In summary, these studies identify 50 additional mutations causing Fabry disease, bringing the total number of reported mutations to over 450. The mutations continue to be found in individual families and only a few have been found in other unrelated families -- most of these occurring at CpG dinucleotides, which are mutational hot spots. The studies reported here predict most of the structural alterations resulting from the amino acid substitutions. Most disrupt the native structure and cause protein misfolding. Those located around the active site interfere with orientation and/or binding with the substrate, thereby altering enzyme function. A few located on or near the dimer interface alter proper dimerisation of the glycoprotein. None of the mutations described here replaced any of the three asparagines at N-glycosylation sites, but N34K presumably could affect glycosylation at N192, where asparagines-34 interacts with the side-chains of asparagines-192. Several of the normally substituted amino acids were predicted to be structurally accommodated and therefore tolerated (ie T41I, M187T, G271V, G271S, P293T, Q312H and A348P); however, these replacements all caused severe loss of enzyme function or stability because they resulted in the classic phenotype. Thus, predicting the phenotype based on the structural alterations of the mutations may underestimate the severity of the substitution on the protein's ability to fold into a functional configuration. Clearly, most of the novel missense mutations described here altered folding and presumably led to the glycopolypeptide's aggregation/retention in the ER and subsequent proteosomal degradation in the cytosol, consistent with the classic phenotype of Fabry disease.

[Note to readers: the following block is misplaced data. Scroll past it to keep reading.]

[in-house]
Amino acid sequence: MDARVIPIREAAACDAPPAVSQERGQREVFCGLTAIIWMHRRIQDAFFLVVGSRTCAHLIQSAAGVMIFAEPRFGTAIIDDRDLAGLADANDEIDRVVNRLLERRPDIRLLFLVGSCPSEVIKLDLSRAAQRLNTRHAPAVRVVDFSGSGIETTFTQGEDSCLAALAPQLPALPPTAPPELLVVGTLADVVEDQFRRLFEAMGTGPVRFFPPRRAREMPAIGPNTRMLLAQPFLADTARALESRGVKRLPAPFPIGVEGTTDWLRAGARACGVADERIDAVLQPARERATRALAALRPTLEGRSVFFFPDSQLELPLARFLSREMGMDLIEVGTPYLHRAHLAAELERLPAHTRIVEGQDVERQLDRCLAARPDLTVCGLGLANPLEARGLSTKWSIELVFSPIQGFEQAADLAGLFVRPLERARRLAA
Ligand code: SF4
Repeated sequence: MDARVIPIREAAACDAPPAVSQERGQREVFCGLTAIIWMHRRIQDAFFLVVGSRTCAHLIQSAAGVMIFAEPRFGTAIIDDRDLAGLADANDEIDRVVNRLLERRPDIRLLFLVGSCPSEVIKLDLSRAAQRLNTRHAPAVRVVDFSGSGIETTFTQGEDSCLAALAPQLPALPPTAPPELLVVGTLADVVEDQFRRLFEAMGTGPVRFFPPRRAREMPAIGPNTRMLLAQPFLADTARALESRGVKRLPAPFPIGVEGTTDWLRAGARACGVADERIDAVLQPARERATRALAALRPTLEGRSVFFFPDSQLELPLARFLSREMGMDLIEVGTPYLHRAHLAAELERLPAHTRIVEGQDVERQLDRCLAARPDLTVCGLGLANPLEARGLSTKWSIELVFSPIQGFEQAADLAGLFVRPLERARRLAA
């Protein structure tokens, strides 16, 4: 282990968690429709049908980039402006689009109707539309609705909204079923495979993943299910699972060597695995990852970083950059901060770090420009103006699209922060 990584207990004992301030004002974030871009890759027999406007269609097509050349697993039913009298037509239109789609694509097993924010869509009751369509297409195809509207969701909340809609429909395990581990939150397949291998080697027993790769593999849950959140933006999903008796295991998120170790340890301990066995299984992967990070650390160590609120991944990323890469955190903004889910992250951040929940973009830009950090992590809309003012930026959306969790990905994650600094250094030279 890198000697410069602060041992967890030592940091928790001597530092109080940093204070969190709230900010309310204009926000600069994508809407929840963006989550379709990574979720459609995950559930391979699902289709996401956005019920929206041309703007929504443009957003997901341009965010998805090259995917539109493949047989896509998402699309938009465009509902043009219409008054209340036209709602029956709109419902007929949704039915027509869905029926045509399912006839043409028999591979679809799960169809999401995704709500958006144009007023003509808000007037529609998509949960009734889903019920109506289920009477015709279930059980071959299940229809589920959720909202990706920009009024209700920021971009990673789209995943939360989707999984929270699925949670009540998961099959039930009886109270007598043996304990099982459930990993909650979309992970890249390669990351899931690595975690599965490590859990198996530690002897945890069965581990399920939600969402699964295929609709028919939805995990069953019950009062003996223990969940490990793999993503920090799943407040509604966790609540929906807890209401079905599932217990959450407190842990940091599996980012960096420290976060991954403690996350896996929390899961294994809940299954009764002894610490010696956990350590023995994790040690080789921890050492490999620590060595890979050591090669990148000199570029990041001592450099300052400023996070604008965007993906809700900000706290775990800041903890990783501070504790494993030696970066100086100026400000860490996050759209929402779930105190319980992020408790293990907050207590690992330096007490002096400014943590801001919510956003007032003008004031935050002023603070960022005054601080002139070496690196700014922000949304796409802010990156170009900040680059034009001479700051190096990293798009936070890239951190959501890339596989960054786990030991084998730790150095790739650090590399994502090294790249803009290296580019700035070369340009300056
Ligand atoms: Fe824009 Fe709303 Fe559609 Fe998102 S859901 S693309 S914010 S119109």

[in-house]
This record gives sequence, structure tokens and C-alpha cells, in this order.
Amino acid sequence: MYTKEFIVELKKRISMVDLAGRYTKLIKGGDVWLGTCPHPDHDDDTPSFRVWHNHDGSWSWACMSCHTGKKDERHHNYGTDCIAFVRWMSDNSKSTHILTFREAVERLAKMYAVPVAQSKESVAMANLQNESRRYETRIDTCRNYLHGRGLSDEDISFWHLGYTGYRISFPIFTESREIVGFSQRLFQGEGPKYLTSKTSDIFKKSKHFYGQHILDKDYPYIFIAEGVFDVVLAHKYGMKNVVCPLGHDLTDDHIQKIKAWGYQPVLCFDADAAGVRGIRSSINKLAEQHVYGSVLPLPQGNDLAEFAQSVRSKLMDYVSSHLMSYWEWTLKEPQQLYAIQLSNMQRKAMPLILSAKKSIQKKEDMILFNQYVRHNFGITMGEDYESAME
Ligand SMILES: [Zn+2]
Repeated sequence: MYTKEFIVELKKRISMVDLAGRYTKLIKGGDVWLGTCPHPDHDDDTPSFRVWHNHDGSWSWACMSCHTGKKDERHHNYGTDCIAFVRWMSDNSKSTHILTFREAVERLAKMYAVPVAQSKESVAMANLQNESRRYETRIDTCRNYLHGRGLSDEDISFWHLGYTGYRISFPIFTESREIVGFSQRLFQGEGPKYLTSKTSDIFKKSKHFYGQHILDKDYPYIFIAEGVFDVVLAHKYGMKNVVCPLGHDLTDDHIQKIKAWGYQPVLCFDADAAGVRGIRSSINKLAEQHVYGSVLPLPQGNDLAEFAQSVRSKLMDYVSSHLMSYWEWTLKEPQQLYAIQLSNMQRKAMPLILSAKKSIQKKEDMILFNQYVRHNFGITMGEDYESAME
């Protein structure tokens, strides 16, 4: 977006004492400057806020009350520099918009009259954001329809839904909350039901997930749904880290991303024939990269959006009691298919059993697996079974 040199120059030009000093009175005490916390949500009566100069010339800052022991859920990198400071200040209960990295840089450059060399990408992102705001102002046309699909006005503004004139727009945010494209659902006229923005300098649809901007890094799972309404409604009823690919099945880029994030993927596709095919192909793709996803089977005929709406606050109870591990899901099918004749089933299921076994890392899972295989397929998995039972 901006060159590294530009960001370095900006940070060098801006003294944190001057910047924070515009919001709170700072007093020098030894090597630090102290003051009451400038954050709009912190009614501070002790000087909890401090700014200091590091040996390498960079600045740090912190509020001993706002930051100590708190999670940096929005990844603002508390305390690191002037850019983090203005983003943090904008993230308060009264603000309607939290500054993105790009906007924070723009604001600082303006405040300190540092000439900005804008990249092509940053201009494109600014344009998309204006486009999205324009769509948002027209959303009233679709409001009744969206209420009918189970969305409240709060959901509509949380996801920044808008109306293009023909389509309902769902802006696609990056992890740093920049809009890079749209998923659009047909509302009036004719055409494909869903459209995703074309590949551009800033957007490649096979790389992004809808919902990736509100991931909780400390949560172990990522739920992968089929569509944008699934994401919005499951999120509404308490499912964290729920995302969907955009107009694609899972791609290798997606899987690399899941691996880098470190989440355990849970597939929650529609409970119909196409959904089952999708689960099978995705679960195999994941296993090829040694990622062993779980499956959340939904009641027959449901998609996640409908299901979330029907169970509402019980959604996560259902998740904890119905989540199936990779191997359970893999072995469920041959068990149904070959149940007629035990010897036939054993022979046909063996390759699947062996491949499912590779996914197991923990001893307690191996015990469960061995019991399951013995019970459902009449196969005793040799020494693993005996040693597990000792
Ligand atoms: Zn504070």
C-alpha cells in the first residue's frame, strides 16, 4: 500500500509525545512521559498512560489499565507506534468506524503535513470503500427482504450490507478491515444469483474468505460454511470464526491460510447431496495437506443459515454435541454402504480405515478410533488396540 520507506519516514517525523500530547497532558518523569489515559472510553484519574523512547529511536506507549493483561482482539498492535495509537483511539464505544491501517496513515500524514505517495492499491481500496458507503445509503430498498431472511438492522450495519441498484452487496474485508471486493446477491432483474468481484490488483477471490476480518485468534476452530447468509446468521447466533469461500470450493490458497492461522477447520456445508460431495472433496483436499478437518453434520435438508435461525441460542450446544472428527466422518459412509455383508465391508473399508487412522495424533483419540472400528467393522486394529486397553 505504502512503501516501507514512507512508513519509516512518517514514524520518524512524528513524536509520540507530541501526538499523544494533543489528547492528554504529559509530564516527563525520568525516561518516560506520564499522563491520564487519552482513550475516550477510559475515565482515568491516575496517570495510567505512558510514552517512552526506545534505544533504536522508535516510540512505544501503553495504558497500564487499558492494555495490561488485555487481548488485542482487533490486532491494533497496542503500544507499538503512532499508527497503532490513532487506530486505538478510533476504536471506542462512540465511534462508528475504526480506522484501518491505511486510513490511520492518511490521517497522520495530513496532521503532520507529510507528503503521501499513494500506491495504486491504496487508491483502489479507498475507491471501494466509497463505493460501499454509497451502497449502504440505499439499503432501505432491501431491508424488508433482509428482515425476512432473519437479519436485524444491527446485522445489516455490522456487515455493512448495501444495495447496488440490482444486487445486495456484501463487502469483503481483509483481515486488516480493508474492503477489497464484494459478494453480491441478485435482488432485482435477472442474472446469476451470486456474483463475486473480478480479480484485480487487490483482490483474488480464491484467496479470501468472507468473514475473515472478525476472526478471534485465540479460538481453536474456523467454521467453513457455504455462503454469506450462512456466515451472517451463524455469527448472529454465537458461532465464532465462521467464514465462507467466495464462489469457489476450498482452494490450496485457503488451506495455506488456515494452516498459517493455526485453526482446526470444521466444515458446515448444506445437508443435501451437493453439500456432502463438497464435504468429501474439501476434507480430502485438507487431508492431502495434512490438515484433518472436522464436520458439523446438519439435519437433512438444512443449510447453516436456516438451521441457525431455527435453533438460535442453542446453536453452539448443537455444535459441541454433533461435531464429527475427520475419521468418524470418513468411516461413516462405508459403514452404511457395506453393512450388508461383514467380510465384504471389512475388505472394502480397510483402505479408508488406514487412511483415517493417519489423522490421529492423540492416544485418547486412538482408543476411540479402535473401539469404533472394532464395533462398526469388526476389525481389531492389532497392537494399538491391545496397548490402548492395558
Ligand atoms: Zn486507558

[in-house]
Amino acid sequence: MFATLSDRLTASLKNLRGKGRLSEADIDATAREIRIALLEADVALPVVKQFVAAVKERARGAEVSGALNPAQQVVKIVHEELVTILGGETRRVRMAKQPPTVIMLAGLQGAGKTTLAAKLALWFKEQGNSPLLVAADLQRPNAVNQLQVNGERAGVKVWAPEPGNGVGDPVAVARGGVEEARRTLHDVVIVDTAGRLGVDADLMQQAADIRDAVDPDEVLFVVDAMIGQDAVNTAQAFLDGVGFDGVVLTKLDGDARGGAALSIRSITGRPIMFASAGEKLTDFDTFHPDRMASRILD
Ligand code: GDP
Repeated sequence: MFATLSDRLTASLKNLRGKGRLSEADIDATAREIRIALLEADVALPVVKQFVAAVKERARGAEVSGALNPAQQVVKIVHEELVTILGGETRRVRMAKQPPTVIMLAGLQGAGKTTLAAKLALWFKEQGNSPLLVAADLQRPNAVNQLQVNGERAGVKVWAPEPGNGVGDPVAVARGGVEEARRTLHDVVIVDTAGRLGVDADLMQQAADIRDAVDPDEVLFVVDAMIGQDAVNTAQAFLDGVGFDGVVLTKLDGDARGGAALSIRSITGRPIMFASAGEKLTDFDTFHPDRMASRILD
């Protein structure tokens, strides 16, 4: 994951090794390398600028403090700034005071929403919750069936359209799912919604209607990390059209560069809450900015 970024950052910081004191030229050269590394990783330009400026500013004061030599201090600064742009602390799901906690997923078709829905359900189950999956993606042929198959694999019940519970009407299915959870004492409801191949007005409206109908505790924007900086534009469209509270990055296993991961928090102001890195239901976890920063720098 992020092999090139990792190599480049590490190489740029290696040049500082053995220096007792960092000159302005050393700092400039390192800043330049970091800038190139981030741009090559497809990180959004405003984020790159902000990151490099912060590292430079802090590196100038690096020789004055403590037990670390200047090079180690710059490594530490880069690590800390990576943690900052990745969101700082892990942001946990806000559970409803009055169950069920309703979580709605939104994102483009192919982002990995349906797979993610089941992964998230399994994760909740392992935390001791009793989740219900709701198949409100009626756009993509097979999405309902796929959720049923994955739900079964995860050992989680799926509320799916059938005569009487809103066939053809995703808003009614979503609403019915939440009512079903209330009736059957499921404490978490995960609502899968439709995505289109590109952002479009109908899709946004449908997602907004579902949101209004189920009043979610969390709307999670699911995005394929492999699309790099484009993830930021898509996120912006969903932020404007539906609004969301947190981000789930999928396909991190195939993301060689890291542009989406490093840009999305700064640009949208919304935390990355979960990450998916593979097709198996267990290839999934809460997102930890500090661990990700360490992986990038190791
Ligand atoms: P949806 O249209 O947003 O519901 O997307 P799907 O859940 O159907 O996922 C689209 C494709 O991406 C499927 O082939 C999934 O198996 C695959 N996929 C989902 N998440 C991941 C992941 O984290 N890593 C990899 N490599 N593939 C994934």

Desnick RJ, Ioannou YA, Eng CM, et al: α-Galactosidase A deficiency: Fabry disease. The Metabolic and Molecular Bases of Inherited Disease. Edited by: Scriver CR, Beaudet AL, Sly WS, et al. 2001, McGraw-Hill, New York, NY, 3733-3774. 8
Elleder M, Bradova V, Smid F, et al: Cardiocyte storage and hypertrophy as a sole manifestation of Fabry's disease. Report on a case simulating hypertrophic non-obstructive cardiomyopathy. Virchows Arch A Pathol Anat Histopathol. 1990, 417: 449-455. 10.1007/BF01606034.
Nakao S, Kodama C, Takenaka T, et al: Fabry disease: Detection of undiagnosed hemodialysis patients and identification of a "renal variant" phenotype. Kidney Int. 2003, 64: 801-807. 10.1046/j.1523-1755.2003.00160.x.
Nakao S, Takenaka T, Maeda M, et al: An atypical variant of Fabry's disease in men with left ventricular hypertrophy. N Engl J Med. 1995, 333: 288-293. 10.1056/NEJM199508033330504.
von Scheidt W, Eng CM, Fitzmaurice TF, et al: An atypical variant of Fabry's disease with manifestations confined to the myocardium. N Engl J Med. 1991, 324: 395-399. 10.1056/NEJM199102073240607.
Ashley GA, Shabbeer J, Yasuda M, et al: Fabry disease: Twenty novel α-galactosidase A mutations causing the classical phenotype. J Hum Genet. 2001, 46: 192-196. 10.1007/s100380170088.
Shabbeer J, Yasuda M, Luca E, Desnick RJ: Fabry disease: 45 novel mutations in the a-galactosidase. A gene causing the classical phenotype. Mol Genet Metab. 2002, 76: 23-30. 10.1016/S1096-7192(02)00012-4.
Barker DF, Schafer M, White R: Restriction sites containing CpG show a higher frequency of polymorphism in human DNA. Cell. 1984, 36: 131-138. 10.1016/0092-8674(84)90081-3.
Cooper C, Youssoufian H: The CpG dinucleotide and human genetic disease. Hum Genet. 1988, 78: 151-155. 10.1007/BF00278187.
Davies JP, Winchester BG, Malcolm S: Sequence variations in the first exon of alpha-galactosidase A. J Med Genet. 1993, 30: 658-663. 10.1136/jmg.30.8.658.
Fitzmaurice TF, Desnick RJ, Bishop DF: Human α-galactosidase A: High plasma activity expressed by the-30G → A allele. J Inherit Metab Dis. 1997, 20: 643-657. 10.1023/A:1005366224351.
Froissart R, Guffon N, Vanier MT, et al: Fabry disease: D313Y is an alpha-galactosidase A sequence variant that causes pseudodeficient activity in plasma. Mol Genet Metab. 2003, 80: 307-314. 10.1016/S1096-7192(03)00136-7.
Yasuda M, Shabbeer J, Benson SD, et al: Fabry disease: Characterization of alpha-galactosidase A double mutations and the D313Y plasma enzyme pseudodeficiency allele. Hum Mutat. 2003, 22: 486-492. 10.1002/humu.10275.
Brown RM, Brown GK: X-chromosome inactivation and the diagnosis of X-linked disease in females. J Med Genet. 1993, 30: 177-184. 10.1136/jmg.30.3.177.
Lyon M: Gene action in the X-chromosome of the mouse (Mus musculus L.). Nature. 1961, 190: 372-373. 10.1038/190372a0.
Willard HF: The sex chromosome and X chromosome inactivation. The Metabolic and Molecular Bases of Inherited Disease. Edited by: Scriver CR, Beaudet AL, Sly WS, et al. 2001, McGraw-Hill, New York, NY, 1191-1212.